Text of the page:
I can't complain about gas prices since I commute 3 miles to work.  If traffic lights are working in my favor, I can leave 10 minutes before works starts and stroll into the office with plenty of time. However, it looks like gas prices are really beginning to effect food prices, so, the Whipple household is taking action one step at a time!  Several weeks ago, I told Ben that bread making will now be on the weekend chore list....well, my chore list! I think his list may be a bit longer than mine already, so I'm OK with adding one.  It's been 3 weeks now and there is no going back!
This week, I encourage you to bust out your bread machine and put it to work.  Back in 2001, during my college years, my mom thought it would be a genius idea to buy me a bread maker.  It sat on the shelf.  I then moved to Salt Lake City and the bread maker moved to a shelf in my parents basement.  FINALLY, one year over Christmas, I had the idea that the bread maker should be taken on the airplane as a carry on and moved to Salt Lake.  Why not, I could save $10 in shipping costs.  I convinced Ben, "Mr. I always think ahead," that people take large items all of the time as a carry on and I could do the same.  Well our ride drops us off at the airport and the lady behind the ticket counter would not allow me to proceed, saying it will cost me $50!  Ben gave me the "I told you so eyes," but knew it was a smart idea to keep all comments to himself.  Well, the bread maker made the journey and plopped out of luggage return and then sat once again in my Salt Lake pantry for another two years.  In fact, four weeks ago when I started using it, fumes from burnt plastic streamed out of the vents!  Ben swore he could taste plastic infused bread but I think he was just trying to get me going. :)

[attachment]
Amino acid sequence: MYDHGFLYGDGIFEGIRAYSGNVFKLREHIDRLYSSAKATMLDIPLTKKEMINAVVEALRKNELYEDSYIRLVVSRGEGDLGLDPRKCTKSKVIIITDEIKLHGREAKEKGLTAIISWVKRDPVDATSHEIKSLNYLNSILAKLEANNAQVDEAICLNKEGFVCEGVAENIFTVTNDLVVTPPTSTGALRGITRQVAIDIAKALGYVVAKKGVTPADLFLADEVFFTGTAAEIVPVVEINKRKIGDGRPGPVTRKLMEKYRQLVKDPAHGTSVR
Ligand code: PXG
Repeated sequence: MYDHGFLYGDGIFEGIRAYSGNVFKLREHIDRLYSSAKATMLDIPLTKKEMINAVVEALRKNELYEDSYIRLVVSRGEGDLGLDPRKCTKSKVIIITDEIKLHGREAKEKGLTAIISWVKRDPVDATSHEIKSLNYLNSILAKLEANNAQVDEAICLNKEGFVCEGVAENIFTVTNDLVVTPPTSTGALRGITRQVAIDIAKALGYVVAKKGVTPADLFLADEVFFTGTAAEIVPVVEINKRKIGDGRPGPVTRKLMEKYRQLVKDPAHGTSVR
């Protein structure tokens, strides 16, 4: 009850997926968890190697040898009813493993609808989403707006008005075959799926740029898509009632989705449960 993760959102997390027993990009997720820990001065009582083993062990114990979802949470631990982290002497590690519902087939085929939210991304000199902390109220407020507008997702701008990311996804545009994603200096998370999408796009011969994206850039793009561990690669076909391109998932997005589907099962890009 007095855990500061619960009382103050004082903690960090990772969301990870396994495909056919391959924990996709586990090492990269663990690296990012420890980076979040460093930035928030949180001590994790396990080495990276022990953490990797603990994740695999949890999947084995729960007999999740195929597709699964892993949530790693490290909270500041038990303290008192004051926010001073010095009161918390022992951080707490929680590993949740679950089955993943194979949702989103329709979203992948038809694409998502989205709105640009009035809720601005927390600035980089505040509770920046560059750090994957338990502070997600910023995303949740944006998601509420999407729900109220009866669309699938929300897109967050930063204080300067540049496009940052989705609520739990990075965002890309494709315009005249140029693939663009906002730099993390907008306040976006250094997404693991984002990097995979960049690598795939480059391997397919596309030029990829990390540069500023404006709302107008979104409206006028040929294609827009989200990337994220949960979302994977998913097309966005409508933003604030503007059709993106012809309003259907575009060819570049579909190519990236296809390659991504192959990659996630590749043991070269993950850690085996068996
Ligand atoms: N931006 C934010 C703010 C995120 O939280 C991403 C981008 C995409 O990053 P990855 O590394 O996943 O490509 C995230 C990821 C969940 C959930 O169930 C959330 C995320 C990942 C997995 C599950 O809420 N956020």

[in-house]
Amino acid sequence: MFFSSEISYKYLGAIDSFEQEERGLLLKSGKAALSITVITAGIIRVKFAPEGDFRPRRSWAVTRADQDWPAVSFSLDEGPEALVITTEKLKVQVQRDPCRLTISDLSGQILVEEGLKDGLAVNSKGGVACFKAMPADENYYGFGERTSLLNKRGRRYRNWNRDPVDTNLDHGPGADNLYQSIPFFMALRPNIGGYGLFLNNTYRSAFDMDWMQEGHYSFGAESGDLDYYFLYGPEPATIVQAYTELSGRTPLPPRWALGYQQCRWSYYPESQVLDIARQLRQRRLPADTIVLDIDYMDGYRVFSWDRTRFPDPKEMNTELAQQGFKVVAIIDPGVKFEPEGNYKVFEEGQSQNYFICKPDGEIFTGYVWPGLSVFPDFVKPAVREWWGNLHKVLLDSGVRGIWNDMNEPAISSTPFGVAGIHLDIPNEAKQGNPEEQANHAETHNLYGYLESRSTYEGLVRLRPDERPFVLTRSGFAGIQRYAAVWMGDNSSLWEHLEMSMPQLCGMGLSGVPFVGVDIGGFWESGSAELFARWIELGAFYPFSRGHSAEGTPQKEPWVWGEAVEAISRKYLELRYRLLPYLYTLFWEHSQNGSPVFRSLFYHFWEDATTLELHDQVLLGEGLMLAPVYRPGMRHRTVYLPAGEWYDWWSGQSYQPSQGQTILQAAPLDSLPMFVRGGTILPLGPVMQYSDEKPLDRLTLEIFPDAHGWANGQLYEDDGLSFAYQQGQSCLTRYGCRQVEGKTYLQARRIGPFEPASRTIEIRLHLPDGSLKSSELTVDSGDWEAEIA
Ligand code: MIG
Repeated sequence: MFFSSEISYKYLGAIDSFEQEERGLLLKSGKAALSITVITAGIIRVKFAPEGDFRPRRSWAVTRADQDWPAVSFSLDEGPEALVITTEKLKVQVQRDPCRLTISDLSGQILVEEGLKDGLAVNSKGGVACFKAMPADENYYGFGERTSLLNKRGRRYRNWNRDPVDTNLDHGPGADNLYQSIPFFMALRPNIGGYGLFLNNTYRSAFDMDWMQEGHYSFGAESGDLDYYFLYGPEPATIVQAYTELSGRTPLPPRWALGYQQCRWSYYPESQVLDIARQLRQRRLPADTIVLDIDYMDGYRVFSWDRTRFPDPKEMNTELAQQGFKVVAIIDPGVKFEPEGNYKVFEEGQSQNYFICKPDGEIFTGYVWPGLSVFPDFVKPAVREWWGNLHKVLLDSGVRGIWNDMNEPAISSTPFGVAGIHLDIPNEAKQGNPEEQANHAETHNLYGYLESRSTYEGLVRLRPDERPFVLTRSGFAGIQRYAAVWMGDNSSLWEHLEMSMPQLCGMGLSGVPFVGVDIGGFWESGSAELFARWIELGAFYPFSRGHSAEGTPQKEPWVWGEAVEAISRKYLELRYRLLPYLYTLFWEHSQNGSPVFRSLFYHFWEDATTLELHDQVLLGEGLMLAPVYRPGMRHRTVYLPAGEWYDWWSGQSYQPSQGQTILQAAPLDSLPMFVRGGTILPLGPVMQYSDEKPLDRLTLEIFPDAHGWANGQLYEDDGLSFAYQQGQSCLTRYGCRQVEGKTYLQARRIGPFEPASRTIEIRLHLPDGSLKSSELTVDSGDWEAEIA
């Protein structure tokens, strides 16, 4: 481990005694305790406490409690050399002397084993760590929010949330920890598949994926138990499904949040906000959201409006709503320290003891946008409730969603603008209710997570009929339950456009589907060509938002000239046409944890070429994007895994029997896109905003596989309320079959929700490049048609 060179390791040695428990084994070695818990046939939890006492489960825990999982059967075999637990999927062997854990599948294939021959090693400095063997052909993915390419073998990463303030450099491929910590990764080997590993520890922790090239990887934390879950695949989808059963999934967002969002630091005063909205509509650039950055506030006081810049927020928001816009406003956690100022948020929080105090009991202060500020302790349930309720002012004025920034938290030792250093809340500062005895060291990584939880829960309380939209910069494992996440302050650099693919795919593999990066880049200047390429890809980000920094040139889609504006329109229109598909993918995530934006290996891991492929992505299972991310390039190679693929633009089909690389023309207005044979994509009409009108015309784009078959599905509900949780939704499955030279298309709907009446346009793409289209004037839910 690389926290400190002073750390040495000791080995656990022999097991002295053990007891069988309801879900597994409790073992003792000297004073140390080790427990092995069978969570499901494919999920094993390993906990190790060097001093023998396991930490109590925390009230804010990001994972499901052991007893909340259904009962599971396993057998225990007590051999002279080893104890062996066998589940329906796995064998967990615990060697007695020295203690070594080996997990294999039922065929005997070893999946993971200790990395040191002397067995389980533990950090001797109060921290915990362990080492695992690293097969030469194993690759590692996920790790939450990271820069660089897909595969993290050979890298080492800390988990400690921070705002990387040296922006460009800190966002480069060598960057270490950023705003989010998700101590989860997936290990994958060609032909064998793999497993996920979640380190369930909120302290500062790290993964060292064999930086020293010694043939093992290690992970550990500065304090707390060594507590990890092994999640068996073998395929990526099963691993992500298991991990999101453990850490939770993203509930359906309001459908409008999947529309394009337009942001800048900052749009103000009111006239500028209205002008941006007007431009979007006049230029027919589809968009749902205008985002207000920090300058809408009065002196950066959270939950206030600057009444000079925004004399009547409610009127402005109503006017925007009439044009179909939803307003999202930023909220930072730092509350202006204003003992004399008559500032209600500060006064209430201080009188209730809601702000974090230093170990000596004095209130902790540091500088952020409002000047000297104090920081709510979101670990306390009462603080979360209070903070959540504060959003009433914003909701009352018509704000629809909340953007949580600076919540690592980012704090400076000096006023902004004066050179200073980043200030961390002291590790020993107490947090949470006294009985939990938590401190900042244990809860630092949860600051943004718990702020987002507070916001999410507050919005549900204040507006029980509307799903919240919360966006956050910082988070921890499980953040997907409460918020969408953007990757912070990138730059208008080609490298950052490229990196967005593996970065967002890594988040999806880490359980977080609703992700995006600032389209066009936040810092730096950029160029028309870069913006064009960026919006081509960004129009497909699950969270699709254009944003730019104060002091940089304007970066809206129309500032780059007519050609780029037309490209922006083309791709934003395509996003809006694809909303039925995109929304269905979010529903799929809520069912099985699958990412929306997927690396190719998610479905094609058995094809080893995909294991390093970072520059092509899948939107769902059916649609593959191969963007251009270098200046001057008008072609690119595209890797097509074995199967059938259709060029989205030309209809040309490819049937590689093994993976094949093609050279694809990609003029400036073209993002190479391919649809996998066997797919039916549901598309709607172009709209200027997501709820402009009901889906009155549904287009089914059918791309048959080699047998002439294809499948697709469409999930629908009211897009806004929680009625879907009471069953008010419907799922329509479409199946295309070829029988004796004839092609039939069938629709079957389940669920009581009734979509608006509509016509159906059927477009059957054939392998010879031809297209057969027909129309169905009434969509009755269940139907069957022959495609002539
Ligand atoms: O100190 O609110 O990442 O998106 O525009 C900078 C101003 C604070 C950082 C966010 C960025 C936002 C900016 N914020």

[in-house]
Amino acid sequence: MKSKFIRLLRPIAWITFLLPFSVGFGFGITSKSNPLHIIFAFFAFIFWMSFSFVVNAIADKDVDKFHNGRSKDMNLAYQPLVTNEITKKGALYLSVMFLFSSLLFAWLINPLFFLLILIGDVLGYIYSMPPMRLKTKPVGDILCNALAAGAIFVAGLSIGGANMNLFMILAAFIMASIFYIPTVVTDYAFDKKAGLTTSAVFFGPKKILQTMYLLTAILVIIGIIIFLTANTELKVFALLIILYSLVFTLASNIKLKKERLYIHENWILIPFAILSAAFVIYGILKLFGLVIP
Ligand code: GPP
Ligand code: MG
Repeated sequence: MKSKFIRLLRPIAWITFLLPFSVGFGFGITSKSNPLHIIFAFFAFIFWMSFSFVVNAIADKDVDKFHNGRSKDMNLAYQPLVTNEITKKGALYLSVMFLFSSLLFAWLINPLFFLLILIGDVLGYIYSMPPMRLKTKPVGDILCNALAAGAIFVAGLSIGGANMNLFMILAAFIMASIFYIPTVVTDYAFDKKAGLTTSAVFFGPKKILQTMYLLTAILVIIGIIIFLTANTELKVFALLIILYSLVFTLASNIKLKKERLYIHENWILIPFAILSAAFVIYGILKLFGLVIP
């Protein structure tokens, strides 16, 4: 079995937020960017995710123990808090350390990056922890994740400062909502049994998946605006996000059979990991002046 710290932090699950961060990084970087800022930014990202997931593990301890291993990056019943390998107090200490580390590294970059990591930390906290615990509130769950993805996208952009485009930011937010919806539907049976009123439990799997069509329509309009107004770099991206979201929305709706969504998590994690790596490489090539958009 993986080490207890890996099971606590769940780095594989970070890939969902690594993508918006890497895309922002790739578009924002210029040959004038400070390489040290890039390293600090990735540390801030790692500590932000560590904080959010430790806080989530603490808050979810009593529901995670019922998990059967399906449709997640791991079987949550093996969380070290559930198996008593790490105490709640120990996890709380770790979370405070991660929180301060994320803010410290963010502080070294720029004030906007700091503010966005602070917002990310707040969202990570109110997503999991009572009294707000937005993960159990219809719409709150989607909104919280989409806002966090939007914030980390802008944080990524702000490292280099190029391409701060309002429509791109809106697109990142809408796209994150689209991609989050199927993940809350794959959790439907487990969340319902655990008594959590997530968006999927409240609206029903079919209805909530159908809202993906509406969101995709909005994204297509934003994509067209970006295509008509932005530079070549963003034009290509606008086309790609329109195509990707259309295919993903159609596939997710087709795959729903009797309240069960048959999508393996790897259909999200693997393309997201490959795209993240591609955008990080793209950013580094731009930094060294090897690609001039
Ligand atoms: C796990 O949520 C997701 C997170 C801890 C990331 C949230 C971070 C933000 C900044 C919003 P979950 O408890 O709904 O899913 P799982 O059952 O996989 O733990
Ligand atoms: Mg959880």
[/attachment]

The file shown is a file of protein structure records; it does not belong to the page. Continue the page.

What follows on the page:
Trust me, it's a weird shift that first week. The loaf sat in fridge until at least Wednesday before one of us attempted to cut it. Before making the change, Ben even ate both end pieces of the last loaf of store bought bread, which NEVER happens. I remember gasping when Ben told me that he sliced two pieces of homemade bread for his sandwich. In fact he said he liked it.  It looks like it will be smooth sailing on our way to eating only homemade bread.

Measure out 2 bowls of dry ingredients so when the first loaf is done, you can toss in the second. Keep one in the fridge and freeze the second loaf for mid-week.  -amy w.

Honey Wheat Bread -  Modified from Toastmaster Recipe Book
1 egg, room temp plus enough warm water to equal 1 cup
2 TBL oil
3 TBL honey
1 1/2 tsp salt
1 cup whole wheat flour...Oooh yes, I grind mine!
2 cups bread flour
1 1/2 tsp Quick Rise Yeast
1 TBL Vital Wheat Gluten